NA literature clarifies that while the program provides a supportive environment, it does not provide classes or counseling and is thus not a replacement for appropriate treatment programs for substance use disorders.2

Professional substance abuse treatment occurs on an inpatient or outpatient basis and may provide many different interventions, such as:

  • Individual therapy
  • Group counseling
  • Family therapy
  • Medication-assisted treatment
  • Complementary and alternative approaches like meditation, yoga, and art therapy
  • Support groups

While some people find that NA meetings are enough for them to quit using substances, other people benefit from attending rehab where they can learn coping mechanisms, relapse-prevention skills, as well as ways to identity and combat drug-using triggers. Once they complete treatment, they may begin to attend NA meetings as a form of aftercare, which is ongoing care after initial sobriety is achieved.

NA Meetings: In-Person and Online

Although NA, as with other 12-step programs, was developed to make weekly, in-person meetings available to the public, NA is now available in an online format. Meetings are offered around the clock from all corners of the world, increasing accessibility and reaching even more people. As of May 2018, NA reported more than 70,000 weekly meetings in 144 countries.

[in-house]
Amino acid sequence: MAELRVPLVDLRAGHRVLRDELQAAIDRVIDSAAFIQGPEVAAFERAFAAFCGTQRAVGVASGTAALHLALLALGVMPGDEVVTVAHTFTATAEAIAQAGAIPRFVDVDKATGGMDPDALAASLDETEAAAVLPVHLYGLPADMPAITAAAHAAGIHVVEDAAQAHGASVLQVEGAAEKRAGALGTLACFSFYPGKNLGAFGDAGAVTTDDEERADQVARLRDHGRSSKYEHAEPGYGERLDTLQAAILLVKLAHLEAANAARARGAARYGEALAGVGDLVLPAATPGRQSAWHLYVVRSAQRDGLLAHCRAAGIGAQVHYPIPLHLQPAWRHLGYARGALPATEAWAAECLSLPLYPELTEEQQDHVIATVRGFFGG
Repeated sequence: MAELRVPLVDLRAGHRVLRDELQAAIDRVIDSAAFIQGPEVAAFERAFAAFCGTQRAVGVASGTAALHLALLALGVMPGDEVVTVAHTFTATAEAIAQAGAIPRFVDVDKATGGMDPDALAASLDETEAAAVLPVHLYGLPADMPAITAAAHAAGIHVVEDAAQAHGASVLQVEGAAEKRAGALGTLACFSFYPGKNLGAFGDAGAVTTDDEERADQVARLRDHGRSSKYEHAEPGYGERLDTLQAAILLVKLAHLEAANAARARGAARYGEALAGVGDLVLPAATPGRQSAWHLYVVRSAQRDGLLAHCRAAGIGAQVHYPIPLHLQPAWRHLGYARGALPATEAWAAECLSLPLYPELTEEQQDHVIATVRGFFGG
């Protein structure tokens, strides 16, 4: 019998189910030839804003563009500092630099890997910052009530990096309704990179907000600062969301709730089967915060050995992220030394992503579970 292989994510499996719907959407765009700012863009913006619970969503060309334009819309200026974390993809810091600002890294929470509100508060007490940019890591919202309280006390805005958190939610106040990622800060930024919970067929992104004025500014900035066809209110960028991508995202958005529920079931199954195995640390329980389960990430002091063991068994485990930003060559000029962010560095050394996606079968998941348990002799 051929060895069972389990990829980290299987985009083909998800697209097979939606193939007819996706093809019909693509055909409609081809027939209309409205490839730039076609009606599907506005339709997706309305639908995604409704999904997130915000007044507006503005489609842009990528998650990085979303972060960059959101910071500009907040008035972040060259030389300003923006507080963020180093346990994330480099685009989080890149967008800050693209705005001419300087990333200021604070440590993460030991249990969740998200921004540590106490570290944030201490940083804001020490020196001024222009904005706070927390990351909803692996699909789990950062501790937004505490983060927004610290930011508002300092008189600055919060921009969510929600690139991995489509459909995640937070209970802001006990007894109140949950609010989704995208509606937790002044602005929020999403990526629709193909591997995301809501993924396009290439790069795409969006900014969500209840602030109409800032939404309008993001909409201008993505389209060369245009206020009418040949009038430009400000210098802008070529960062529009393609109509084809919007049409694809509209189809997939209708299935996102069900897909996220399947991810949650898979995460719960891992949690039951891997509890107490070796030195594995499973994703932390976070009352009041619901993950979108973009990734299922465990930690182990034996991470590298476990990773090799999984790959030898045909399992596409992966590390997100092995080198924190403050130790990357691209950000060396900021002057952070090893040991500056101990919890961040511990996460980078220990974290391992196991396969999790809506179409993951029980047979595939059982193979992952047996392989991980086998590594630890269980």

Does NA Work?

Results from a 2018 survey of more than 28,000 NA members showed that the average time engaged in the program while abstaining from mind-altering substances was 11.41 years.1 In the same survey, many NA members reported significant improvements in their lives, ranging from improved family relationships to having more stable housing.1 Of course, that doesn’t necessarily mean that Narcotics Anonymous is going to work for everyone. Whether NA works for you will largely depend upon your personal needs and preferences.